Recently, we had the opportunity to speak with a very interesting woman, whose name we cannot disclose as it hasn't been approved. But if she recognizes herself and gives permission to reveal it, we will rename her from incognito.
(A bit of background: she has over 15 years of experience in marketing in large companies.)
As it's known, the larger the company, the more salespeople knock on your door. That's where our conversation began on the topic of "What annoys the Director of Marketing the most when working with sales managers?"
As it turns out, it's a universal issue.
Everyone is trying to make a call and remind you of their existence.
We all know about databases that easily provide important information like surnames, extension numbers, and personal mobile numbers. That's why Directors of Marketing are bombarded with calls, constant calls.
Her words conveyed a sense of frustration.
During the conversation with our CMO, Alexey Saprin, the co-founder of SaPoVaR and SeniorPomidor, a logical question arose: "How much pain have I caused people in the marketing world in my time?" Alexey, primarily involved in sales and hiring sales managers for over 15 years, finds it easier to "make a call and discuss."
What should people who need to sell do? How to do their job effectively? The answer is obvious: Write!
Write compelling messages and emails.
In Russia, it's clear that email isn't highly developed, and its importance is underestimated. However, our interviewee mentioned that she regularly checks her email throughout the week.
And what about messages in popular messengers?
Of course, yes!
Were there messages to which she didn't respond? Yes, many.
But she doesn't ignore them because she didn't like the avatar (although, by the way, nowadays it reduces response rates), but rather because the message or email didn't clearly convey the topic.
When people send offers to solve, buy, or install something without explaining why and for what purpose it's needed, they appear to be "only thinking about themselves and their benefit" rather than considering the potential buyer's benefit.
What kind of emails and messages grab her attention?
Those where the subject is clear, and the value is understood.
The task to be solved in collaboration with a specific partner is thoroughly described (preferably with links to case studies).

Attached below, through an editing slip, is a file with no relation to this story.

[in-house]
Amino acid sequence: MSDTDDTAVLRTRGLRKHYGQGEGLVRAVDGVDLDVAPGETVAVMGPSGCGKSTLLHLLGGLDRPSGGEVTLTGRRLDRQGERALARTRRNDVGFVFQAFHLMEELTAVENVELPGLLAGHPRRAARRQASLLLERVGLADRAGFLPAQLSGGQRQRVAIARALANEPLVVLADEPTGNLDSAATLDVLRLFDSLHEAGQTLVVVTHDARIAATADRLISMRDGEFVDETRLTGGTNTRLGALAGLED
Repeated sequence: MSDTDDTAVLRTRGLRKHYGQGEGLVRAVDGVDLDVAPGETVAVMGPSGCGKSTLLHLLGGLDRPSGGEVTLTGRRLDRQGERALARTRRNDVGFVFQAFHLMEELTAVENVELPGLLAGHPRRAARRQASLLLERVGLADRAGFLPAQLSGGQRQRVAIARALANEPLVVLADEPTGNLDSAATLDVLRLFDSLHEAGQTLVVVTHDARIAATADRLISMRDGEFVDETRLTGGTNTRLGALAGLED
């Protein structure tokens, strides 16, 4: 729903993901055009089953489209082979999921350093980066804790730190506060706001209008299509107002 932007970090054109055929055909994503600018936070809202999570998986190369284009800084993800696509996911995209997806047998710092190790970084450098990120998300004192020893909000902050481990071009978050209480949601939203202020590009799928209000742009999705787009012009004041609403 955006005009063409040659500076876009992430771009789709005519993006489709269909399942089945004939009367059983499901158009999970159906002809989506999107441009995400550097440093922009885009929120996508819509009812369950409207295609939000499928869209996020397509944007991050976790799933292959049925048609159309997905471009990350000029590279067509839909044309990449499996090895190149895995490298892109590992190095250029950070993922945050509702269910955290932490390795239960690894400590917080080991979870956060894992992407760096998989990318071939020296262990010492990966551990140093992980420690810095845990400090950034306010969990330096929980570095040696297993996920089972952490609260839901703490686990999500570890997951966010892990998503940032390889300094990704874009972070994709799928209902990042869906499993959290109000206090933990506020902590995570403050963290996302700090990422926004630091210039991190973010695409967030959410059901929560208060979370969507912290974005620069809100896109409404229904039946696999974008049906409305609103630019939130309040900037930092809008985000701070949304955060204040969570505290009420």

Such emails receive responses with detailed explanations, or the messages are forwarded to the relevant people.
You know that executives have many tasks and little time?
Try writing a compelling text, sell through correspondence.
Contrary to stereotypes, correspondence is not always the longest sales path.
Often, it's short if you address the current needs. For example, if you find yourself in the right place at the right time. Highlight this aspect.
Write like a pro, and the gods will relay your request to the Director of Marketing.
We published an article on our channel at VC.RU about communication with a specialist who has been responsible for marketing in large companies for over 15 years.
We have prepared a brief summary for you to save your precious time:
"I have a tight schedule, I'm busy 24/7, and I only answer important calls. What do I want when I come home? A blanket, goodies, TV shows, and scrolling through my feed, but certainly not communication with strangers on the phone.
I have dedicated time for communication - that's when I read important emails that might interest me, and if I find it interesting, I'll make time in my calendar to communicate with a sales manager. Let's have a call."
But this is an ideal scenario if the product or service's value has been conveyed in the correspondence. You need to send a message or email that touches their heart and addresses their needs. Psst... you can even achieve this with a well-edited template.
Write sincerely, creatively, concisely, and focus on the benefits for the customer, not just yourself. Then, there's a chance of staying in their contacts.